You will also find his paintings in various places throughout the game, and clicking on them will provide a short comment on the painting and its setting, or perhaps on a feature of Monet's style of which this particular painting is a good example. Monet himself is present in some scenes and he too will provide thoughts about his paintings. The game is very light on the edutainment - it provides small insights rather than lectures.
Inarguably Monet is one of the worlds great painters, and his work is much cherished and admired. Regretably, the rather basic gameplay and reliance on timed puzzles will likely result in the game not being held in the same high esteem.
The game is set in 1920 and involves a plot to blow up the Orangerie. You, the architect who has been chosen to restore the museum (a nice twist as the real life museum has been closed for over a year for renovations), must uncover the villains and foil the plot.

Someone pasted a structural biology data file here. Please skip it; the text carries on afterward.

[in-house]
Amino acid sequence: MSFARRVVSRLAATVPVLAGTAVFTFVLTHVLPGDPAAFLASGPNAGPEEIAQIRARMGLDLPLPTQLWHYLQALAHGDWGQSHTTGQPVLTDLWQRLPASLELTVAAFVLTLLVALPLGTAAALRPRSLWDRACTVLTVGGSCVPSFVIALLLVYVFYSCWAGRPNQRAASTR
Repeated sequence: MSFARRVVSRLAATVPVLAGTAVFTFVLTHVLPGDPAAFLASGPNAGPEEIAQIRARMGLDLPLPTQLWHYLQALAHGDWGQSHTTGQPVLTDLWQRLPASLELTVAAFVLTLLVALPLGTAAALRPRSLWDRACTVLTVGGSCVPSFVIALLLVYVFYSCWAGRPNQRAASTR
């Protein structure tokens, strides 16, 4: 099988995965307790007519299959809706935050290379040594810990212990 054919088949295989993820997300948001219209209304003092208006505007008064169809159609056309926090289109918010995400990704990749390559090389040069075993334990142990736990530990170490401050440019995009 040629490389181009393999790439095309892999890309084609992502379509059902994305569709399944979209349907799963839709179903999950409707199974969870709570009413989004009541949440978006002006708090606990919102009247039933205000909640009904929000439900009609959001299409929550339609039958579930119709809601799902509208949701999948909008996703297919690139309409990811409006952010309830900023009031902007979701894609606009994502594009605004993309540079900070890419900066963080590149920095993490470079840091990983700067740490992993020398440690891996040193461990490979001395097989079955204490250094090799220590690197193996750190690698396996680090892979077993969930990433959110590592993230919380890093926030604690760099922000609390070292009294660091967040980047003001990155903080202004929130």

Your quest will take you from Le Havre, to Rouen, through Giverny and on to Paris. It will do so in fairly short self-contained chapters, each one with a smattering of things to achieve before the game will let you continue to the next chapter. You will talk to people, find the right item, use it in the right spot, and move on. It's all fairly simple and very straightforward.
In every chapter though you will have to deal with one or more timed puzzles. You might have to find a way out of a room before you are discovered, escape from a policeman, or buy a ticket for a train before it leaves without you. These puzzles are primarily responsible for the complexity level of the game. They are not difficult, but it's likely you will not complete them all without needing several attempts. Most likely you will fail on the first attempt, because you don't know you are going to trigger a timed puzzle until it's started.